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Analysis From Washington: What's New And What's Not In World Of Spies

  • Paul Goble

Washington, 23 December 1996 (RFE/RL) - Two events last week highlight both what has changed and equally important what has not changed in the shadowy world of international espionage.

The event pointing to change is certainly the more remarkable. On Thursday, the head of Russia's Foreign Intelligence Service (SVR) said that he was impressed by U.S. President Bill Clinton's choice of Anthony Lake to be director of the Central Intelligence Agency.

In an interview published in the Moscow paper Komsomolskaya Pravda, Vyacheslav Trubnikov said that this change at the helm of the CIA gave him hope that the two spy agencies could establish "fruitful mutual relations."

Trubnikov gave two reasons for his hopes: First, he suggested that he and Lake shared a common approach to their work. Neither he nor the CIA nominee believed in "standing out too much."

And second, the Russian spymaster said, the CIA and the SVR had "a lot in common" -- including periods of difficulties in their respective countries. What sets the two apart, Trubnikov claimed, is that the CIA is now going through "a difficult period," but his SVR has already completed a transition out of one.

To comprehend just how much of a break from past practice this statement represents, one need only imagine how impossible such a statement would have been ten years ago. No KGB chief would likely have been able to say that in public, and any KGB chief who did would have been delivering the kiss of death to the American nominee.

But if much has changed in the world of espionage since the end of the Cold War, another event last week signaled how much has not. On Wednesday, the United States government indicted a 13-year FBI counterintelligence officer on charges that he had sold secrets to the Russians.

The indictment of Earl Edwin Pitts follows on the heels of the arrest of CIA officer Harold Nicholson on charges of espionage for Russia. And both these cases reminded many of the notorious Aldrich Ames, a CIA operative who had sold Moscow secrets for many years and who is now serving a life sentence in a federal prison.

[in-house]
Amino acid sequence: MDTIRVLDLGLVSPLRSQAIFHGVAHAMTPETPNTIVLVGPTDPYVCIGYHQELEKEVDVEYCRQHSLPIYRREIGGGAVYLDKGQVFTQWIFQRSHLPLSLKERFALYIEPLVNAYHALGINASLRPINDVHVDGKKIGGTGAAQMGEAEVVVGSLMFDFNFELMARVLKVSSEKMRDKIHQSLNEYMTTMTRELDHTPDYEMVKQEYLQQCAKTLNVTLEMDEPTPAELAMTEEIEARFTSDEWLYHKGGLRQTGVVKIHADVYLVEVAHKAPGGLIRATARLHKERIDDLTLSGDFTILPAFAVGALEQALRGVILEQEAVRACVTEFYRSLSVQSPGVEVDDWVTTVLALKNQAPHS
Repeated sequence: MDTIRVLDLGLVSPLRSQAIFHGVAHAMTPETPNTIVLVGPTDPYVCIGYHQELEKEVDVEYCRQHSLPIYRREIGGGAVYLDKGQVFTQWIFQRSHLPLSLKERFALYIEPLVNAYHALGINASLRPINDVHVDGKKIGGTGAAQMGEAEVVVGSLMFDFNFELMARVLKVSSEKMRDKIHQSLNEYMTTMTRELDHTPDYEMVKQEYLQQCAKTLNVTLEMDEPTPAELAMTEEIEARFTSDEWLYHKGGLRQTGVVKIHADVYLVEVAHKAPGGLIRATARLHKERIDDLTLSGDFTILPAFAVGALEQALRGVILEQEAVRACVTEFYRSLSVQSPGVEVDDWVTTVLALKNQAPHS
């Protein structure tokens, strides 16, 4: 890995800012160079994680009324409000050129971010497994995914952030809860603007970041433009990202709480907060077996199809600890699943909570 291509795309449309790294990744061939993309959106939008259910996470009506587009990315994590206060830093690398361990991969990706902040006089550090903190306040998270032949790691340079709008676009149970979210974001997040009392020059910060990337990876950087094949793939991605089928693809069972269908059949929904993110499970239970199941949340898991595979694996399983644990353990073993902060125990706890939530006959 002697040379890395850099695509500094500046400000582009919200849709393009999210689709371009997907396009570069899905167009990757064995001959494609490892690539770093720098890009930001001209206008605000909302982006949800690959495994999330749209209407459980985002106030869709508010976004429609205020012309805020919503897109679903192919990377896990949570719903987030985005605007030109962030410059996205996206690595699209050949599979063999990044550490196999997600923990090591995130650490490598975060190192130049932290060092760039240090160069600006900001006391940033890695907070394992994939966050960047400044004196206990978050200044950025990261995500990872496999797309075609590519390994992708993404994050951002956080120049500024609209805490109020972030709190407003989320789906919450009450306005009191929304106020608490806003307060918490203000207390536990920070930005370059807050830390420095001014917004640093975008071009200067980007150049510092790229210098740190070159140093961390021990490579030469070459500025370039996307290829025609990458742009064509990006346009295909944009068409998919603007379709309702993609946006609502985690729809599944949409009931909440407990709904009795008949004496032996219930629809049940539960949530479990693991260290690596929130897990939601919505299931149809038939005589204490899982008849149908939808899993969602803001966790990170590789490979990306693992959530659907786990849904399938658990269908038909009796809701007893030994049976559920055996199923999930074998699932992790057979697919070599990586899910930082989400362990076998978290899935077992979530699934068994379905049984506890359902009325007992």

Many American commentators expressed surprise that Moscow should be continuing its espionage effort against the United States now that the Cold War is over. An editorial in Friday's New York Times, for example, said "the intensity of espionage activity" by both Russia and the West "seems out of proportion to the threat" posed by either side.

Such expressions of surprise reflect the impact of the changes like those which made Trubnikov's virtual endorsement of Anthony Lake both possible and unexceptionable.

But they betray a fundamental misunderstanding of both the Cold War and the international community.

Spying by one country against another did not begin with the Cold War nor end with its demise. Powers great and small have always sought to find out more about their opponents both real and potential.

And Russia has been especially active in this regard. Former CIA director Richard Helms pointed this out to the Washington Post last Thursday when he noted that the Russians have always been interested in spying and said "it will take much more than one little collapse of the Soviet Union to expunge it from the Russian psyche."

But so too has the United States. Americans pride themselves on the openness of their society and thus frequently are troubled by the secrecy involved in espionage. But they and their leaders generally have recognized that the United States cannot afford to be in the dark about what other countries are planning.

Thus, despite the aura of cooperation between Russian spymasters and American intelligence directors suggested by Trubnikov, espionage and counterespionage between these two countries and among others as well seems certain to continue.

Indeed, the growing sense that conflict and competition between Moscow and Washington are things of the past may even increase the amount of espionage by one side against the other as individuals in each country decide that selling secrets to the other is somehow less treasonous than it was in the past.